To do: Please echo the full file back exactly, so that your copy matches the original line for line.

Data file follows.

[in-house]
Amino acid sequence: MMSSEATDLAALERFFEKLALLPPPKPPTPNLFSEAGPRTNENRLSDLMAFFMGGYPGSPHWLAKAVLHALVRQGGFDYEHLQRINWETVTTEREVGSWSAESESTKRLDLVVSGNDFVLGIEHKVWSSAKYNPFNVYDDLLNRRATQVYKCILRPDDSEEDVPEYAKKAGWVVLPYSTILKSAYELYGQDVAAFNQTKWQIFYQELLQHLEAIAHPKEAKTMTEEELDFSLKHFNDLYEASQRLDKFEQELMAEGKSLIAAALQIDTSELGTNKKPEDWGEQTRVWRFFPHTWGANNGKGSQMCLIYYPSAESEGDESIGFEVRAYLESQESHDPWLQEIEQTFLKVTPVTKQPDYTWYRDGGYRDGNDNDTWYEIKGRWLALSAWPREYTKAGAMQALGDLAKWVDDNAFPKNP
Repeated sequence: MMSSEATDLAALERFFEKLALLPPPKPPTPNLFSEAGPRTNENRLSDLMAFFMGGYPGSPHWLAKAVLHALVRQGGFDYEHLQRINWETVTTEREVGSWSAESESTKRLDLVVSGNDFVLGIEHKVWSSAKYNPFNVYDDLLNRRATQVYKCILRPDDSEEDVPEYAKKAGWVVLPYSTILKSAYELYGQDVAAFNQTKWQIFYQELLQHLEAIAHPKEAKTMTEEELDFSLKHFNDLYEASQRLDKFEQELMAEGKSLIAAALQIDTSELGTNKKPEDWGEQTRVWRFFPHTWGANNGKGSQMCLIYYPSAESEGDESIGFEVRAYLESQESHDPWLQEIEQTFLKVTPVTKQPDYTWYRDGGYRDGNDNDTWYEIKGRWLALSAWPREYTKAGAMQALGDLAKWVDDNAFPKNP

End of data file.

[in-house]
Amino acid sequence: MMSSEATDLAALERFFEKLALLPPPKPPTPNLFSEAGPRTNENRLSDLMAFFMGGYPGSPHWLAKAVLHALVRQGGFDYEHLQRINWETVTTEREVGSWSAESESTKRLDLVVSGNDFVLGIEHKVWSSAKYNPFNVYDDLLNRRATQVYKCILRPDDSEEDVPEYAKKAGWVVLPYSTILKSAYELYGQDVAAFNQTKWQIFYQELLQHLEAIAHPKEAKTMTEEELDFSLKHFNDLYEASQRLDKFEQELMAEGKSLIAAALQIDTSELGTNKKPEDWGEQTRVWRFFPHTWGANNGKGSQMCLIYYPSAESEGDESIGFEVRAYLESQESHDPWLQEIEQTFLKVTPVTKQPDYTWYRDGGYRDGNDNDTWYEIKGRWLALSAWPREYTKAGAMQALGDLAKWVDDNAFPKNP
Repeated sequence: MMSSEATDLAALERFFEKLALLPPPKPPTPNLFSEAGPRTNENRLSDLMAFFMGGYPGSPHWLAKAVLHALVRQGGFDYEHLQRINWETVTTEREVGSWSAESESTKRLDLVVSGNDFVLGIEHKVWSSAKYNPFNVYDDLLNRRATQVYKCILRPDDSEEDVPEYAKKAGWVVLPYSTILKSAYELYGQDVAAFNQTKWQIFYQELLQHLEAIAHPKEAKTMTEEELDFSLKHFNDLYEASQRLDKFEQELMAEGKSLIAAALQIDTSELGTNKKPEDWGEQTRVWRFFPHTWGANNGKGSQMCLIYYPSAESEGDESIGFEVRAYLESQESHDPWLQEIEQTFLKVTPVTKQPDYTWYRDGGYRDGNDNDTWYEIKGRWLALSAWPREYTKAGAMQALGDLAKWVDDNAFPKNP